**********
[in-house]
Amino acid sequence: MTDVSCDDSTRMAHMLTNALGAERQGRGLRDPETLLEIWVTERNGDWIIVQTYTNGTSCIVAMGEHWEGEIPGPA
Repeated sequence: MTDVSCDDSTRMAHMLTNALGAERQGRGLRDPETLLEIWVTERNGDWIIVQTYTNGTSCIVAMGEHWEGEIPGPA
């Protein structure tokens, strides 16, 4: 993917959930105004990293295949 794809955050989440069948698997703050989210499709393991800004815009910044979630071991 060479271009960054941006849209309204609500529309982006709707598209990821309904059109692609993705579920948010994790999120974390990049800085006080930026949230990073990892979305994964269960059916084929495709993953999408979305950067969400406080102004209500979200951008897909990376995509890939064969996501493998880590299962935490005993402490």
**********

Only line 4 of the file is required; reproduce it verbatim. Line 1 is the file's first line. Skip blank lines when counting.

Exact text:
């Protein structure tokens, strides 16, 4: 993917959930105004990293295949 794809955050989440069948698997703050989210499709393991800004815009910044979630071991 060479271009960054941006849209309204609500529309982006709707598209990821309904059109692609993705579920948010994790999120974390990049800085006080930026949230990073990892979305994964269960059916084929495709993953999408979305950067969400406080102004209500979200951008897909990376995509890939064969996501493998880590299962935490005993402490």